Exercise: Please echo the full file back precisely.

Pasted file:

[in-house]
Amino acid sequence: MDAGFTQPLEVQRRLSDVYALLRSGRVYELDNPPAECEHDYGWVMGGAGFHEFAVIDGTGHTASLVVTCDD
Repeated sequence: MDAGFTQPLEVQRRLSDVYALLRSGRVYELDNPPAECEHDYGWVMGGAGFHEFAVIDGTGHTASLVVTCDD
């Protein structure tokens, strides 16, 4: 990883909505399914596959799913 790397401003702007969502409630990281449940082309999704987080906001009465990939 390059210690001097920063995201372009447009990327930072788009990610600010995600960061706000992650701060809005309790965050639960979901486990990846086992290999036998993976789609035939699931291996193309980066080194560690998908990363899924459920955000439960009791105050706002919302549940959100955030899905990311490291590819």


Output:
[in-house]
Amino acid sequence: MDAGFTQPLEVQRRLSDVYALLRSGRVYELDNPPAECEHDYGWVMGGAGFHEFAVIDGTGHTASLVVTCDD
Repeated sequence: MDAGFTQPLEVQRRLSDVYALLRSGRVYELDNPPAECEHDYGWVMGGAGFHEFAVIDGTGHTASLVVTCDD
């Protein structure tokens, strides 16, 4: 990883909505399914596959799913 790397401003702007969502409630990281449940082309999704987080906001009465990939 390059210690001097920063995201372009447009990327930072788009990610600010995600960061706000992650701060809005309790965050639960979901486990990846086992290999036998993976789609035939699931291996193309980066080194560690998908990363899924459920955000439960009791105050706002919302549940959100955030899905990311490291590819």